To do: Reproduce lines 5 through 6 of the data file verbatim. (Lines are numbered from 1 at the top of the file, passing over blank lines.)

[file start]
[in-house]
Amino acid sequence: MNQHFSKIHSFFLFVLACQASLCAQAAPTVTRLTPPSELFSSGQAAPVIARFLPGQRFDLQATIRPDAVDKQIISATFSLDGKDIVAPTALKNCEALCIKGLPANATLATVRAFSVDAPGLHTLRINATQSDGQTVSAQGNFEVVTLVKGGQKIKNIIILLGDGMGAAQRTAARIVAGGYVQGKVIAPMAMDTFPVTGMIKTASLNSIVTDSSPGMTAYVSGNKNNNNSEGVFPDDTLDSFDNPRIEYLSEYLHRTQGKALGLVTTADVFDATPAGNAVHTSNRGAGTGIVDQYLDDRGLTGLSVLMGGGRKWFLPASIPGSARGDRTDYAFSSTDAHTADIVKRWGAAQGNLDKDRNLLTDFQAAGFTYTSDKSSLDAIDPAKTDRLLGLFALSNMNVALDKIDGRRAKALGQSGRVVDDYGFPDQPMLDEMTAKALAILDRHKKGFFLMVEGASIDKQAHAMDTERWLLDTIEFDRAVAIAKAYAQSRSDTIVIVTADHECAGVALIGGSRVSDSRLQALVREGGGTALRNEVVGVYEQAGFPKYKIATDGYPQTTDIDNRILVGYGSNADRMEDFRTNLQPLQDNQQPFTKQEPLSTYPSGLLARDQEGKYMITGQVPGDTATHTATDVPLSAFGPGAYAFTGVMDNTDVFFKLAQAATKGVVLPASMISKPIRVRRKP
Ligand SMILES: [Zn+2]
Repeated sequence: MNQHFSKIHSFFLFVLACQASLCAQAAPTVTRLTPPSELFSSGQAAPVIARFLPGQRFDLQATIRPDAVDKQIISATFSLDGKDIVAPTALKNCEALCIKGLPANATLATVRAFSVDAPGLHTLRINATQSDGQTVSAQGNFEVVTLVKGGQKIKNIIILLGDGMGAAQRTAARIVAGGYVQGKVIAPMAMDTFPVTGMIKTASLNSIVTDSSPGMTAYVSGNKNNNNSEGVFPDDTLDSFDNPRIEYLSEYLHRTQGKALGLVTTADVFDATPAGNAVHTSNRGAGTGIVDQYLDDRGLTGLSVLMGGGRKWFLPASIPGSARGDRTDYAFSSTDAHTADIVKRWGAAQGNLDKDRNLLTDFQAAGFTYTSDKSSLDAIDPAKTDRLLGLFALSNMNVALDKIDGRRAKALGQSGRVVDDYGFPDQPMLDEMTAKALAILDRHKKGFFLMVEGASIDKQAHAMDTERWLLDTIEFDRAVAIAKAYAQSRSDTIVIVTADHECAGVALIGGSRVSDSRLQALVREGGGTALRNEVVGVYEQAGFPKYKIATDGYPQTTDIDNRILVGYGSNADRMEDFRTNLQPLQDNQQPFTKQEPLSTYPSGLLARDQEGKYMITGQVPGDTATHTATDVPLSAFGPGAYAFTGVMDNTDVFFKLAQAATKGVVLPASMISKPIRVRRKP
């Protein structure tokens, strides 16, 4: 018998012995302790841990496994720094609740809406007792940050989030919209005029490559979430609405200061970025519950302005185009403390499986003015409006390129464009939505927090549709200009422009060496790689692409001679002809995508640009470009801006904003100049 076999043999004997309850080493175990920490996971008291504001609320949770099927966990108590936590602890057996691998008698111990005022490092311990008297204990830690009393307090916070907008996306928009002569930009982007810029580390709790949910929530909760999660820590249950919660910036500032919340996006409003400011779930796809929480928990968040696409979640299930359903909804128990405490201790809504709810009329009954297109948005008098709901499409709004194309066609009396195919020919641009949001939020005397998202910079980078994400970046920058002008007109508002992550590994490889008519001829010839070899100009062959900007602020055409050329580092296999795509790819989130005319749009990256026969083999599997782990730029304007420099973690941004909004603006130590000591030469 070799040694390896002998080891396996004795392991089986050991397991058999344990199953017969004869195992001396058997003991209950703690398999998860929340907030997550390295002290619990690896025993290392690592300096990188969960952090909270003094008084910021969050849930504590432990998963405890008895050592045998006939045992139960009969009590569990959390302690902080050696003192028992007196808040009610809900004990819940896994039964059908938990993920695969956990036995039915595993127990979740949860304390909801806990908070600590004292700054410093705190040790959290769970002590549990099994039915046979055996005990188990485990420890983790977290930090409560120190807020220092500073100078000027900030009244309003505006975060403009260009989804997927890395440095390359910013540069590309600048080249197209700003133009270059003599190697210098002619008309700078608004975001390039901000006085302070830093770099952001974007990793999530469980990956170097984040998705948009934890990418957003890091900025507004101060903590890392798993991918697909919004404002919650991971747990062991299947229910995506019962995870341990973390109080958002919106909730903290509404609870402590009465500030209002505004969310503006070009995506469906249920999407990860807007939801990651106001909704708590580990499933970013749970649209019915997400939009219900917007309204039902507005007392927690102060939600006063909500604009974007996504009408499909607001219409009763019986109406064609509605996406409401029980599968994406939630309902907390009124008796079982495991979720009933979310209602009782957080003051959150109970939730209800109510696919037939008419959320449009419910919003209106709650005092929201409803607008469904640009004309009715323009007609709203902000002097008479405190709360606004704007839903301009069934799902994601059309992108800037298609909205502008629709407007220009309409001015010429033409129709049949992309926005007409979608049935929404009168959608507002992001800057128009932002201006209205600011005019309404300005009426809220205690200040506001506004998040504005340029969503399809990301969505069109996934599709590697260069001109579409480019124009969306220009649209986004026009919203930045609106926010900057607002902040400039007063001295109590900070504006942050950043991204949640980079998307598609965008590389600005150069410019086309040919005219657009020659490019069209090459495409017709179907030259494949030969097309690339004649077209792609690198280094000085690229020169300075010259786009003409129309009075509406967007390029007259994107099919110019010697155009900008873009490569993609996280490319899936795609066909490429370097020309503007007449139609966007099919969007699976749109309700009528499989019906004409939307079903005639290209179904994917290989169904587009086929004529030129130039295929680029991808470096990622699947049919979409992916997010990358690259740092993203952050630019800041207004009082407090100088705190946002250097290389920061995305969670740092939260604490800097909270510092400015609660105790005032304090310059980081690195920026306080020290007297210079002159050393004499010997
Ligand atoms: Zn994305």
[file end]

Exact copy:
């Protein structure tokens, strides 16, 4: 018998012995302790841990496994720094609740809406007792940050989030919209005029490559979430609405200061970025519950302005185009403390499986003015409006390129464009939505927090549709200009422009060496790689692409001679002809995508640009470009801006904003100049 076999043999004997309850080493175990920490996971008291504001609320949770099927966990108590936590602890057996691998008698111990005022490092311990008297204990830690009393307090916070907008996306928009002569930009982007810029580390709790949910929530909760999660820590249950919660910036500032919340996006409003400011779930796809929480928990968040696409979640299930359903909804128990405490201790809504709810009329009954297109948005008098709901499409709004194309066609009396195919020919641009949001939020005397998202910079980078994400970046920058002008007109508002992550590994490889008519001829010839070899100009062959900007602020055409050329580092296999795509790819989130005319749009990256026969083999599997782990730029304007420099973690941004909004603006130590000591030469 070799040694390896002998080891396996004795392991089986050991397991058999344990199953017969004869195992001396058997003991209950703690398999998860929340907030997550390295002290619990690896025993290392690592300096990188969960952090909270003094008084910021969050849930504590432990998963405890008895050592045998006939045992139960009969009590569990959390302690902080050696003192028992007196808040009610809900004990819940896994039964059908938990993920695969956990036995039915595993127990979740949860304390909801806990908070600590004292700054410093705190040790959290769970002590549990099994039915046979055996005990188990485990420890983790977290930090409560120190807020220092500073100078000027900030009244309003505006975060403009260009989804997927890395440095390359910013540069590309600048080249197209700003133009270059003599190697210098002619008309700078608004975001390039901000006085302070830093770099952001974007990793999530469980990956170097984040998705948009934890990418957003890091900025507004101060903590890392798993991918697909919004404002919650991971747990062991299947229910995506019962995870341990973390109080958002919106909730903290509404609870402590009465500030209002505004969310503006070009995506469906249920999407990860807007939801990651106001909704708590580990499933970013749970649209019915997400939009219900917007309204039902507005007392927690102060939600006063909500604009974007996504009408499909607001219409009763019986109406064609509605996406409401029980599968994406939630309902907390009124008796079982495991979720009933979310209602009782957080003051959150109970939730209800109510696919037939008419959320449009419910919003209106709650005092929201409803607008469904640009004309009715323009007609709203902000002097008479405190709360606004704007839903301009069934799902994601059309992108800037298609909205502008629709407007220009309409001015010429033409129709049949992309926005007409979608049935929404009168959608507002992001800057128009932002201006209205600011005019309404300005009426809220205690200040506001506004998040504005340029969503399809990301969505069109996934599709590697260069001109579409480019124009969306220009649209986004026009919203930045609106926010900057607002902040400039007063001295109590900070504006942050950043991204949640980079998307598609965008590389600005150069410019086309040919005219657009020659490019069209090459495409017709179907030259494949030969097309690339004649077209792609690198280094000085690229020169300075010259786009003409129309009075509406967007390029007259994107099919110019010697155009900008873009490569993609996280490319899936795609066909490429370097020309503007007449139609966007099919969007699976749109309700009528499989019906004409939307079903005639290209179904994917290989169904587009086929004529030129130039295929680029991808470096990622699947049919979409992916997010990358690259740092993203952050630019800041207004009082407090100088705190946002250097290389920061995305969670740092939260604490800097909270510092400015609660105790005032304090310059980081690195920026306080020290007297210079002159050393004499010997
Ligand atoms: Zn994305």